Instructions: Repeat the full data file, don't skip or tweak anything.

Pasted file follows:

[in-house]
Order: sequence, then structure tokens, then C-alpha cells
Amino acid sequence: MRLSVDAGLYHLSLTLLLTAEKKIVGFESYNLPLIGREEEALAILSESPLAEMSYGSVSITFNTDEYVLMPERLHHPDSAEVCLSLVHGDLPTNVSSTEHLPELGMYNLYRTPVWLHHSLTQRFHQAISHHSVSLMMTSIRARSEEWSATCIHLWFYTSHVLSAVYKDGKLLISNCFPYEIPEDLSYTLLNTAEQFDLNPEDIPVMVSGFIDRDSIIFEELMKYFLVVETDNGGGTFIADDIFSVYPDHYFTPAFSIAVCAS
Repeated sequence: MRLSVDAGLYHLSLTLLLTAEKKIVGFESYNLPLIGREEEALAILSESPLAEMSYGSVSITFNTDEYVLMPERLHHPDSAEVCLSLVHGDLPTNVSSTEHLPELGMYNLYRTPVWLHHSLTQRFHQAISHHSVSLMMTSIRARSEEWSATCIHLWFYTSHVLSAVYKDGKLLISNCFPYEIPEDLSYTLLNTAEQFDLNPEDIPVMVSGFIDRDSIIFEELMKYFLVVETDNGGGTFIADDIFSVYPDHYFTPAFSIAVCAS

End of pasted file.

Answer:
[in-house]
Order: sequence, then structure tokens, then C-alpha cells
Amino acid sequence: MRLSVDAGLYHLSLTLLLTAEKKIVGFESYNLPLIGREEEALAILSESPLAEMSYGSVSITFNTDEYVLMPERLHHPDSAEVCLSLVHGDLPTNVSSTEHLPELGMYNLYRTPVWLHHSLTQRFHQAISHHSVSLMMTSIRARSEEWSATCIHLWFYTSHVLSAVYKDGKLLISNCFPYEIPEDLSYTLLNTAEQFDLNPEDIPVMVSGFIDRDSIIFEELMKYFLVVETDNGGGTFIADDIFSVYPDHYFTPAFSIAVCAS
Repeated sequence: MRLSVDAGLYHLSLTLLLTAEKKIVGFESYNLPLIGREEEALAILSESPLAEMSYGSVSITFNTDEYVLMPERLHHPDSAEVCLSLVHGDLPTNVSSTEHLPELGMYNLYRTPVWLHHSLTQRFHQAISHHSVSLMMTSIRARSEEWSATCIHLWFYTSHVLSAVYKDGKLLISNCFPYEIPEDLSYTLLNTAEQFDLNPEDIPVMVSGFIDRDSIIFEELMKYFLVVETDNGGGTFIADDIFSVYPDHYFTPAFSIAVCAS